The UK’s largest trade union has slammed the semiconductor industry after it told the British government that a national study to look into the effects of work-related cancer in the chip biz was unnecessary. Unite said today that it was perplexed by senior bosses at chip firms who insist that there was “no clear evidence” that …
Exposure to toxic chemicals?
Surely in this litigious day and age where have "warning: Hot" on coffee and "warning: glass" on windows something like providing your staff with proper PPE shouldn't even be something that AMD has to think about- it should just agree completely.
And, adopting that stance (as we do at my work- anything unsafe hapenning and you can step in and stop it- costs money in the short term but prevents lawsuits and deaths.) surely any actual exposure to these chemicals would be due to someone NOT following safety procedures or wearing the appropriate PPE.
Paris as she's probably used to harmful chemicals...
Who cares ?
Who cares , with any form of statistics one can make the innocent canary the guilty party irrespective that which is ultimately listed on one's mortal Death Certificate death by any form of cancer is but number seven in the top seven list of choices for any age or gender group !
As for Cancer Clusters , like the Love Canal low cost public housing estate built on a known toxic chemical dump site Debacle , the Health Department usually amalgamate and consolidate them into the country wide basis, for if forced to investigate every such incidence would require to much thought and effort from their normal over taxed one brain cell one track a time thought pattern unless exposed by the mass propaganda media by which then they fall back to the old classic line "Privacy of the individual is paramount " which really means "tell it to some one who cares because we don't give a Rats A**** " , now ain't that the real truth !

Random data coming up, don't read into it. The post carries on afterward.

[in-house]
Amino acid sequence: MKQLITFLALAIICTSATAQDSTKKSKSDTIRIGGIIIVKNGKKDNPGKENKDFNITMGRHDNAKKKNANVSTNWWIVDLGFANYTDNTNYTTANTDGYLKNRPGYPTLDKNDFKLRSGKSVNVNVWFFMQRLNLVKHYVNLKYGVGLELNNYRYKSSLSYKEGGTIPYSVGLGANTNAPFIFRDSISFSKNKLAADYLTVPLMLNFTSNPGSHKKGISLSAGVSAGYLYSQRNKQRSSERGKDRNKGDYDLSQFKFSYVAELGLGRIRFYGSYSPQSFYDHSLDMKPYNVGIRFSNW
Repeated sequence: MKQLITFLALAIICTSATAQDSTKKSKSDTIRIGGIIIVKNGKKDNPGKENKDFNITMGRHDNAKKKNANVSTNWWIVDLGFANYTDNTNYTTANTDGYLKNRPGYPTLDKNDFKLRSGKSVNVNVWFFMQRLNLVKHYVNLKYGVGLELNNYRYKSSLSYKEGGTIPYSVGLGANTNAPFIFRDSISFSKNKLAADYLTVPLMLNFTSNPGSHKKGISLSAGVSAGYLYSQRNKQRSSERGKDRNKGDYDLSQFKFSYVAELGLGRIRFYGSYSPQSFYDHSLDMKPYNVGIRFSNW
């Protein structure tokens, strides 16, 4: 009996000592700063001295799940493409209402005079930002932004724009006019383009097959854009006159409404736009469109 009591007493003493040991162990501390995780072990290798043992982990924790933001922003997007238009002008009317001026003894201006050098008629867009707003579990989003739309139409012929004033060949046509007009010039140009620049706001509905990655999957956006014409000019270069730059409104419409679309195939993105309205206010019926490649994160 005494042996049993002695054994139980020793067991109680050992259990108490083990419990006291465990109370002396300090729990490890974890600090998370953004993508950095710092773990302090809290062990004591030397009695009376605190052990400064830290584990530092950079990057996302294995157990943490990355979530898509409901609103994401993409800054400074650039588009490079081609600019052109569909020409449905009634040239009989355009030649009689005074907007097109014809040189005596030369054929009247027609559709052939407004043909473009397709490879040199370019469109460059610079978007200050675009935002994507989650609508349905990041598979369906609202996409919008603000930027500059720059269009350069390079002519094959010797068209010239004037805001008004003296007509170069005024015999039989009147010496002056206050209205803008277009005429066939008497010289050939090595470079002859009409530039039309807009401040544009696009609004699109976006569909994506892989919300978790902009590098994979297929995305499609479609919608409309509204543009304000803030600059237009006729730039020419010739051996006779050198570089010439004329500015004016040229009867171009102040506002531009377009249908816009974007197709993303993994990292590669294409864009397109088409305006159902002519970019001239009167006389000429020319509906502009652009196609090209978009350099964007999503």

Now why would a wanker wish to create just another piece of useless wall paper , for some one else to waste more money on , generate another file to choke the already overflowing circular cabinet of useless information when the Health Department does not want any more , when he could equally commission his own piece of propaganda from union funds , that be the question ?
Re: Who cares?
Obviously the Union does, representing the interests of it's members.
Considering the evidence so far (inconclusive as it is) it would be irresponsible for the Union not to be concerned and want further study. In fact if they did not do anything then the Union full-timers could legitimately be taken to task by their membership.
I am not saying that IBM, Intel, AMD et al are the equivalent of Turner and Newall but the Union obviously sees the dangers.
Turner and Newall were the company that wheedled and lied about the dangers of asbestos; which the government also knew about, but did nothing to protect the workers for decades.
Compensation after the fact is all very well (if it can be won or the victims do not die first), but it is far better not to have peoples lives destroyed in the first place.
The Unions, the people who gave you the weekend.
Workers Memorial Day
Oh, and I forgot to mention Workers Memorial Day, which was yesterday (April 28th).
"Mourn for the dead, fight for the living"
If you agree to commission a study, then obviously there must be some risk, or a possibility of risk, since otherwise there would be no need for a study.